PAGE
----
The Theatre Bizarre 

Six stories are introduced by Udo Kier (Melancholia) as a crusty-faced automaton who commands the stage of the title venue, with which a young, disturbed woman (Virginia Newcomb) living across the street is obsessed. Drawn there late one night, she takes a seat amid an audience empty except the occasional mannequins; Kier plays host with the help of eerie mime assistants that suggest Shields and Yarnell were back together, but clinically depressed cutters who altered their act exclusively to pay tribute to Guignol.

Richard Stanley of the cult favorite Hardware directs the first story, "The Mother of Toads," in which a couple perusing an outdoor market in France note a pair of earrings bear a symbol straight from H.P. Lovecraft's Necronomicon, and purchase them from the seller (Katherine MacColl of Lucio Fulci's House by the Cemetery and The Beyond). Without giving too much away, the story then does what the AIP film Frogs could not. It's clearly the highlight of Bizarre — no real surprise, given Stanley's comparative experience.

In the Berlin-set "I Love You," a woman confesses the sins of her past to the husband she's leaving. So prolonged is Combat Shock director Buddy Giovinazzo's tale that a connection to horror seems tenuous, unless its long-time-coming, predictable end.

Cheating spouses drive the next bit, Tom Savini's "Wet Dreams," in which the SFX impresario stages the best vagina dentata scene in cinema history. His piece is the anthology's first to use humor. Ironically, it's also the most gory. In this case, that's a plus.

"The Accident" is well-directed by Douglas Buck and brimming with a chilly atmosphere, but being a think piece, it makes it seem out of place here — graphic death of a deer notwithstanding.

Easily the worst is "Vision Stains," Karim Hussain's examination of a young woman (Kaniehtiio Horn, Immortals) who kills girl junkies, then sticks a hypodermic needle in their eyes to extract a fluid she  inserts into her own peepers. Doing so enables her to acquire their most awful memories and put them to paper. Those adverse to ocular trauma need not apply. Same goes for those adverse to boredom.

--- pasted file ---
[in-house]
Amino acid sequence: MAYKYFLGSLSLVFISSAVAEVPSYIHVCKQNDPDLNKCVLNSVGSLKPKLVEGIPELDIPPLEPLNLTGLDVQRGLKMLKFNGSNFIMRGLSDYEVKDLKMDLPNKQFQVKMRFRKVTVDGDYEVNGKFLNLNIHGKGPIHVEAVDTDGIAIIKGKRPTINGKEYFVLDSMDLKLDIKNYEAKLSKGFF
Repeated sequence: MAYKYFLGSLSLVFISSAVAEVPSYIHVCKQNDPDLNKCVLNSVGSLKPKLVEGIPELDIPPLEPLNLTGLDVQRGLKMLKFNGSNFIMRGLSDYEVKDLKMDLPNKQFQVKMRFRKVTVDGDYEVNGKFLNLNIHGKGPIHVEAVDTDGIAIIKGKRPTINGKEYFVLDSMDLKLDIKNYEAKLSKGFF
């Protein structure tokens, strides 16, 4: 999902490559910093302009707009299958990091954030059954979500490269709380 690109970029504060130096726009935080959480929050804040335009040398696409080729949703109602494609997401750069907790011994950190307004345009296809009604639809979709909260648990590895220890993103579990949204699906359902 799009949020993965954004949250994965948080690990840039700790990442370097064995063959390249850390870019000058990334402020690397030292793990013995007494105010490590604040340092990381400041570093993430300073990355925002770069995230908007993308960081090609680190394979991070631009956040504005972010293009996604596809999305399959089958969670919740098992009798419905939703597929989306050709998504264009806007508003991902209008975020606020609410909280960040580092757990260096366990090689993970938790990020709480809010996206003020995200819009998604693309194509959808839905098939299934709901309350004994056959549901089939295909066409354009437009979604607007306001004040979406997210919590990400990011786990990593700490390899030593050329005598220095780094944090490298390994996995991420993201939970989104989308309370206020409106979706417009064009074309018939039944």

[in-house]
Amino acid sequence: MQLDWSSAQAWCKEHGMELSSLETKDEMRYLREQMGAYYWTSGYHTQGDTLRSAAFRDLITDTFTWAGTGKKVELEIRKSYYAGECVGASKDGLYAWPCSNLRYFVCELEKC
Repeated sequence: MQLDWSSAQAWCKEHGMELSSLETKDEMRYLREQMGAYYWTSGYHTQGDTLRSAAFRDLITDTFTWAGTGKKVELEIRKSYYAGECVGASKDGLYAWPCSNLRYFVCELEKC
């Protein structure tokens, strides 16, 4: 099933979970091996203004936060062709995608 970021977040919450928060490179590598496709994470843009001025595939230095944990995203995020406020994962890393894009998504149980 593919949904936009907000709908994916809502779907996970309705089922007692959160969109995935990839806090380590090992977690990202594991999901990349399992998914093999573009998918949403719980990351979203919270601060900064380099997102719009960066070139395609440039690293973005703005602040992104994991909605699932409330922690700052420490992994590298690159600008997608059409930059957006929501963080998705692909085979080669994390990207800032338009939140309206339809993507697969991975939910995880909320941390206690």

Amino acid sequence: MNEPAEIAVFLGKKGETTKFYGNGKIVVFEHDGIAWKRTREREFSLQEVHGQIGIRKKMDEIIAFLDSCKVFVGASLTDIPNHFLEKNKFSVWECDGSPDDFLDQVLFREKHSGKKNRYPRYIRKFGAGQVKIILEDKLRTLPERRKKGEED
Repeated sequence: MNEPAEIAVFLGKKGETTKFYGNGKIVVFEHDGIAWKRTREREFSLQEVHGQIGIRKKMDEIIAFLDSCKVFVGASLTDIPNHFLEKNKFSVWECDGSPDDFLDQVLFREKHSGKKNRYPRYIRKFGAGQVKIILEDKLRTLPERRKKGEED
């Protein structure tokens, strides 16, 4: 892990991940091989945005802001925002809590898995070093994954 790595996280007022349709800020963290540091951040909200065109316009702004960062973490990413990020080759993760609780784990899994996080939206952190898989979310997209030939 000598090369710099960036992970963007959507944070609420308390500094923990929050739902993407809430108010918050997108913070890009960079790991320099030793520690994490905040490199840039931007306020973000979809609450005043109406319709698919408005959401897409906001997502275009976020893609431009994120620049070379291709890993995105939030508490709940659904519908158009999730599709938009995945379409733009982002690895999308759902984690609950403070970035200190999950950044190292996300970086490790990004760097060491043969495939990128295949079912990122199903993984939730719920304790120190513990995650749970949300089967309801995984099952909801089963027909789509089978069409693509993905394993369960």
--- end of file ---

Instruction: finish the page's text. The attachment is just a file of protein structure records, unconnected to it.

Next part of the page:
Finally, there's "Sweets," a highly satiric look at food as fornication, from David Gregory (Plague Town). Trying to lose weight? Watch this as you eat; you may find your appetite evaporated, if not disintegrated. Look for Birdemic ingénue Whitney Moore in the climactic, gleefully over-the-top restaurant scene. And it is a scene.

Directed by Jeremy Kasten (The Wizard of Gore remake), the Kier-led wraparound then concludes, but without a satisfying knot. I also wish the typefaces were consistent from story to story, instead of looking like the producers just bought up a bunch of shorts, which I know is not the case.

The DVD includes detailed interviews — nearly 40 minutes worth — with a handful of the directors, who dove into the project clearly out of love for the genre. Bizarre's weak points could stand to be more, well, genre-y, but after doing the math, the film is fun more than it's not, so here's hoping they get a chance to do it again. —Rod Lott

Hey! Read This:
Birdemic: Shock and Terror Blu-ray review 
The House by the Cemetery Blu-ray review
Immortals Blu-ray review  
Melancholia movie review 

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Rod Lott

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